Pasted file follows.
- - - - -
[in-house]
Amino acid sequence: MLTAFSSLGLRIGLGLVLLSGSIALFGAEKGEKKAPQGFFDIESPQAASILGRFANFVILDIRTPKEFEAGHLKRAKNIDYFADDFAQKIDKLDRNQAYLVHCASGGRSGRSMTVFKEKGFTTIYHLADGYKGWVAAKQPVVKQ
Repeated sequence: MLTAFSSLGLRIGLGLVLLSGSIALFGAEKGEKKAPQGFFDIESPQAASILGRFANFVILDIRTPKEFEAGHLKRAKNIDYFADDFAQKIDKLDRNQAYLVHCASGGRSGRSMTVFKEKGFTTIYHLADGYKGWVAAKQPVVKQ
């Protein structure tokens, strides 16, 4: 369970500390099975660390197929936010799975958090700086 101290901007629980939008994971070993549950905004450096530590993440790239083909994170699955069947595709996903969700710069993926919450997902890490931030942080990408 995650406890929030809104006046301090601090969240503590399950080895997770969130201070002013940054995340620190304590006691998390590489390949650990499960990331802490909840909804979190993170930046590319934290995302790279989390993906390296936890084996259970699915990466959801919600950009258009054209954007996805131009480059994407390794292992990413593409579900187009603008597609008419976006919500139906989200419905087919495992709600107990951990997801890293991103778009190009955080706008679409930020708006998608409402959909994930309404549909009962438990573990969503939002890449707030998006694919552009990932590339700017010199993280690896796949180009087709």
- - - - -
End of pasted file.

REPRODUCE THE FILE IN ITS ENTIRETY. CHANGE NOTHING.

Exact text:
[in-house]
Amino acid sequence: MLTAFSSLGLRIGLGLVLLSGSIALFGAEKGEKKAPQGFFDIESPQAASILGRFANFVILDIRTPKEFEAGHLKRAKNIDYFADDFAQKIDKLDRNQAYLVHCASGGRSGRSMTVFKEKGFTTIYHLADGYKGWVAAKQPVVKQ
Repeated sequence: MLTAFSSLGLRIGLGLVLLSGSIALFGAEKGEKKAPQGFFDIESPQAASILGRFANFVILDIRTPKEFEAGHLKRAKNIDYFADDFAQKIDKLDRNQAYLVHCASGGRSGRSMTVFKEKGFTTIYHLADGYKGWVAAKQPVVKQ
């Protein structure tokens, strides 16, 4: 369970500390099975660390197929936010799975958090700086 101290901007629980939008994971070993549950905004450096530590993440790239083909994170699955069947595709996903969700710069993926919450997902890490931030942080990408 995650406890929030809104006046301090601090969240503590399950080895997770969130201070002013940054995340620190304590006691998390590489390949650990499960990331802490909840909804979190993170930046590319934290995302790279989390993906390296936890084996259970699915990466959801919600950009258009054209954007996805131009480059994407390794292992990413593409579900187009603008597609008419976006919500139906989200419905087919495992709600107990951990997801890293991103778009190009955080706008679409930020708006998608409402959909994930309404549909009962438990573990969503939002890449707030998006694919552009990932590339700017010199993280690896796949180009087709």